Verdict: Lilo & Stitch is intensely sentimental about things I'm inclined to care about personally.

detailed review )

Love

Aug. 19th, 2016 01:08 pm
liv: bacterial conjugation (attached)
It's 15 Av today, which is a Jewish love festival with a rather tenuous Rabbinic origin. And here I am very happy and in love, so I shall talk about that a bit.

contains much soppy )

Imzy

Aug. 18th, 2016 07:53 pm
liv: Stylised sheep with blue, purple, pink horizontal stripes, and teacup brand, dreams of Dreamwidth (sheeeep)
So Imzy is the new cool social network, apparently. It's in closed beta and you need an invite from an existing user to create an account. [personal profile] melannen kindly offered one, and I'm happy to pay it forward by inviting the first five people to comment.

impressions )
ETA: I created a community for DW peeps. Which magically increased my number of invitations from five to 200, so if anyone is possibly interested in an invite, you can request at the community link. And if anyone's already there, feel free to join it or not.
liv: Bookshelf labelled: Caution. Hungry bookworm (bookies)
Recently read: A wild sheep chase by Haruki Murakami, trans Alfred Birnbaum. (c) Haruki Murakami 1982, pub Vintage 2003, ISBN 978-0-099-44877-8. This was a present from [livejournal.com profile] ghoti, since it's a book she likes and it contains cute ears and I have very little exposure to Japanese lit. I found the book very mind-expanding and different from most of what I normally read, which is exactly what I was hoping for.

detailed review )

Currently reading: A time of gifts by Patrick Leigh Fermor, as recommended to me by [personal profile] rushthatspeaks. Basically it's an account of how the author got kicked out of school and decided to walk across Europe to Constantinople, in 1933. I don't normally read travelogues, but I agree with the intro by Jan Morris, that Fermor is just an outstandingly good writer, and his descriptions are evocative enough to be exciting even though nothing really happens except that he walks around and visits places. He has the kind of assumption typical of a certain class of white English young men, that everybody will basically like him and want to help him out. He's also genuinely interested in the people he meets working on this assumption. In some ways the narrative style is reminding me of my uncle who at a similar sort of age drove a van to Australia.

I've nearly finished the section where he crosses Germany, noting the presence of the newly ascendant Nazi party but not dwelling on that to the exclusion of talking about the history and culture of the country and telling anecdotes about the various German people he meets on the way. The moment where he describes crossing the border from the Netherlands and seeing swastikas everywhere is a brilliant piece of writing, a paragraph of description of some Dutch St Vincent de Paul nuns, and then:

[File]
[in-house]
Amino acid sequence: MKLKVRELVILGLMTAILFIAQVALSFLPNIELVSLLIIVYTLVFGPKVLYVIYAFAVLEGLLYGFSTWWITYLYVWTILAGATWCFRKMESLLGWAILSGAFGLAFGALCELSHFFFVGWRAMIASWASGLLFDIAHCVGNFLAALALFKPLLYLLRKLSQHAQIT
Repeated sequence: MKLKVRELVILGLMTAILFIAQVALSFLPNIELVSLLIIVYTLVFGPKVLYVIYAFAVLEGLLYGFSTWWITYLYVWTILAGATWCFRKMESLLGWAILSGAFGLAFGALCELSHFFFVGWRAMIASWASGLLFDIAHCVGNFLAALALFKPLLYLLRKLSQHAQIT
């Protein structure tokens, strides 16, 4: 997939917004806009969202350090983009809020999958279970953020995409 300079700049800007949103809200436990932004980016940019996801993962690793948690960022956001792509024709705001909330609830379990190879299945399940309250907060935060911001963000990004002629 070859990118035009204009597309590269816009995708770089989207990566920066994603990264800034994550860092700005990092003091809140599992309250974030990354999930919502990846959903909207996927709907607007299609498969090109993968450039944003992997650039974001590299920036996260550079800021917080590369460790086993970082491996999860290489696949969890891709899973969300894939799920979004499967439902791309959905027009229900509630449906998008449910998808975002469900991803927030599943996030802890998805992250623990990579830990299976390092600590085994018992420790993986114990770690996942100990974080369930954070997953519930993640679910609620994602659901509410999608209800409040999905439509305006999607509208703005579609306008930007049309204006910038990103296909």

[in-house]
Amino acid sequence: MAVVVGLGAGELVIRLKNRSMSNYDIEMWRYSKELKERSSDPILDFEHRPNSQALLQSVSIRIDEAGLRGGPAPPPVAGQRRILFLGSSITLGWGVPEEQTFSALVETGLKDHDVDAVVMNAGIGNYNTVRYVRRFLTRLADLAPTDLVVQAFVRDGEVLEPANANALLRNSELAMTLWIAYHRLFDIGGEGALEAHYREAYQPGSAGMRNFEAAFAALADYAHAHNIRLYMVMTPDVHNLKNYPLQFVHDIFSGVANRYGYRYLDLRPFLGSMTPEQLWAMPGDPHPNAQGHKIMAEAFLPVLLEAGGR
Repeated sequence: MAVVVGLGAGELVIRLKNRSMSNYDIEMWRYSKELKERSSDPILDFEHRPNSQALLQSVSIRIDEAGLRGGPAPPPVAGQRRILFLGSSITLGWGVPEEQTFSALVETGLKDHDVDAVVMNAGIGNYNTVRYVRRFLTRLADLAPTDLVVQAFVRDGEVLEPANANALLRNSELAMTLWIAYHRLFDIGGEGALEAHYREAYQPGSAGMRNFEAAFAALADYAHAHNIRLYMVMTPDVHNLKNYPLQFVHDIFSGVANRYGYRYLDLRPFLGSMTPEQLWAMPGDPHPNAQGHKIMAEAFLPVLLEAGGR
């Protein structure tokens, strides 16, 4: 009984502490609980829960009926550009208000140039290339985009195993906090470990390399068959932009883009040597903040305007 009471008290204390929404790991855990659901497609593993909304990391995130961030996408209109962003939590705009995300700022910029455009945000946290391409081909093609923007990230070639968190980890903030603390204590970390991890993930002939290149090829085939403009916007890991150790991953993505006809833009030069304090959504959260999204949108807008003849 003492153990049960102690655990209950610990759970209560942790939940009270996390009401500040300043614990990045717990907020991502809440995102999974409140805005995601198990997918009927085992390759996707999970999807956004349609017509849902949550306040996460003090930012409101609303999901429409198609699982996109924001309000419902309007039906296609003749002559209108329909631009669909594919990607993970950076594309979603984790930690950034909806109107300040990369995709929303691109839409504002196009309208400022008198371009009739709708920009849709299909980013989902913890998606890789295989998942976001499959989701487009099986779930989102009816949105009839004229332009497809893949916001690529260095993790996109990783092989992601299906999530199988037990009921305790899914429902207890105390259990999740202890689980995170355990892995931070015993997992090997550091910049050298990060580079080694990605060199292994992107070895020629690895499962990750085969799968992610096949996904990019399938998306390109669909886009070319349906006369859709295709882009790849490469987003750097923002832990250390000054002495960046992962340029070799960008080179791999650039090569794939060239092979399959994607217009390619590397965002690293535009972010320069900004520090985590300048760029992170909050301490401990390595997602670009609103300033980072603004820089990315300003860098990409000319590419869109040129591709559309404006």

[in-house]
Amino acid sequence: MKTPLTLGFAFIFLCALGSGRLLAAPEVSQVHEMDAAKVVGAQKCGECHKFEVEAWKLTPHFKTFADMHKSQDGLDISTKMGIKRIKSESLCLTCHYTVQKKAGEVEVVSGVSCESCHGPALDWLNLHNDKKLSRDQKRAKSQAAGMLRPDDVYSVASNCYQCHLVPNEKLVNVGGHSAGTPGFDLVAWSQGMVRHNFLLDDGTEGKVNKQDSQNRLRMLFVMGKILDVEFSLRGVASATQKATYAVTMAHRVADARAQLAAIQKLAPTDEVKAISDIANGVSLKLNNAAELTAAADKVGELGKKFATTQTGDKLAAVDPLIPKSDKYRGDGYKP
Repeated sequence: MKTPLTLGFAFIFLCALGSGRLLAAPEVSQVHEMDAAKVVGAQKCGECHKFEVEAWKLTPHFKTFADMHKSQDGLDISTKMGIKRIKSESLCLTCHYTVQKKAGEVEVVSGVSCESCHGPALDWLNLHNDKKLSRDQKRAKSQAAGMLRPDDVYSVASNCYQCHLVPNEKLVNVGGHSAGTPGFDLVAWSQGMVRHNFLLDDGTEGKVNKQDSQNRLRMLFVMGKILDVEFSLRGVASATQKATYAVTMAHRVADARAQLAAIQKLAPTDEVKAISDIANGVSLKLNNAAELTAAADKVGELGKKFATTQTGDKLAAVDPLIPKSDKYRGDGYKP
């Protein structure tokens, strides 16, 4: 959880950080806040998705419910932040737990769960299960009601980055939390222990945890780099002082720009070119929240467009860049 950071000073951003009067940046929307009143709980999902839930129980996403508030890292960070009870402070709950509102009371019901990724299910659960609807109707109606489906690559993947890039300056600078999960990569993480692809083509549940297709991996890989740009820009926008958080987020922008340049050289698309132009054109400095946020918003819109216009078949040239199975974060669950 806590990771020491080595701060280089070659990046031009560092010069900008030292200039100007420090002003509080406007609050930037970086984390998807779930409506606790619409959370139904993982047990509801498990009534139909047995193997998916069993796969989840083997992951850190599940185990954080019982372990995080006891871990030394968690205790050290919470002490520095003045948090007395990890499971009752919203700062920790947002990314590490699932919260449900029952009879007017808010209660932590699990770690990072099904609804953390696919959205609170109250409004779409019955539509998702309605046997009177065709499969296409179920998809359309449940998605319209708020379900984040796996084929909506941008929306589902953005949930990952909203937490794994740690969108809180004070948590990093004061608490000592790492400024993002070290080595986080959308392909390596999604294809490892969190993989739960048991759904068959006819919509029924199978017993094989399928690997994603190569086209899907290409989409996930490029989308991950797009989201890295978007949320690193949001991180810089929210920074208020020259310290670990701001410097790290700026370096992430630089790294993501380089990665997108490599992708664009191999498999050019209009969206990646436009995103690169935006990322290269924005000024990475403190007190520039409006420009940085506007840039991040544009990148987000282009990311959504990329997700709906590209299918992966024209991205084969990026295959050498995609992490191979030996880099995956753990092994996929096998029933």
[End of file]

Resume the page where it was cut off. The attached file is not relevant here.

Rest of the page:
The officials at the Dutch frontier handed back my passport, duly stamped, and soon I was crossing the last furlongs of No Man's Land, with the German frontier post growing nearer through the turning snow. Black, white and red were painted in spirals round the road barrier and soon I could make out the scarlet flag charged with its white disc and its black swastika.

Up next: Not sure. I'm still looking out for A book with a color in the title for my very old Bringing up Burns challenge, or I may well read Novik's Uprooted.
liv: Table laid with teapot, scones and accoutrements (yum)
[livejournal.com profile] ghoti planned us a group trip to Budapest, all of us, her three children and four partners. Which to me sounds like a terrifying amount of organization, but basically she booked budget flights and rented us a huge, cheap, centrally located apartment that normally trades on stag and hen parties. And then she got everybody to the airport in plenty of time, with some notion of how to get across the city from the airport, and after that we basically just turned up and improvised.

In almost all respects that worked better than the sorts of holidays I'm used to with detailed itinerary planning, and long complicated negotiations about sharing space with people who aren't normally housemates. We didn't have the slightest ambition to see "everything", we just wanted to have a good time together in a new city, and that was incredibly successful. I mean, it's easy to say that it was low effort considering that my gf put in most of the effort and I just tagged along, but I wouldn't have contemplated organizing a trip of that size and complexity, I would have just assumed it was beyond me, but partly because planning I'd have considered essential is actually entirely disposable.

[livejournal.com profile] ghoti was also much better at writing up the trip than I am, she did so promptly and concisely; my version is likely to be rambly and boring. tourist report )

So basically, [livejournal.com profile] ghoti was an amazing genius at organizing a holiday that was fun and exciting and full of interesting new experiences without being exhausting. And at taking into account the wishes of such a large and mixed group and making sure that everybody had the best possible time.

Budapest is shadowed by genocide )
liv: cup of tea with text from HHGttG (teeeeea)
Because these are always fun, and because my quad keeps getting confused about the names of meals...

poll about eating habits and language )
liv: Bookshelf labelled: Caution. Hungry bookworm (bookies)
Recently read: Via [personal profile] sovay, an interesting if slightly odd article by one Amy Schwartz on Dorothy L Sayers' anti-semitism. I always knew Sayers was weird about Jews; I find it hard to articulate why I read her stuff anyway whereas I generally avoid other known anti-semitic writers like Chesterton. I did not know either that Sayers once had a Jewish boyfriend, or that she thought it appropriate to publish an article, in 1945, arguing that the reason people are so horrible to Jews is because we had rejected Jesus. I don't know anything about Schwartz, and I'm not sure I share her sympathy or justifications for her subject's prejudices, but it's an interesting piece anyway.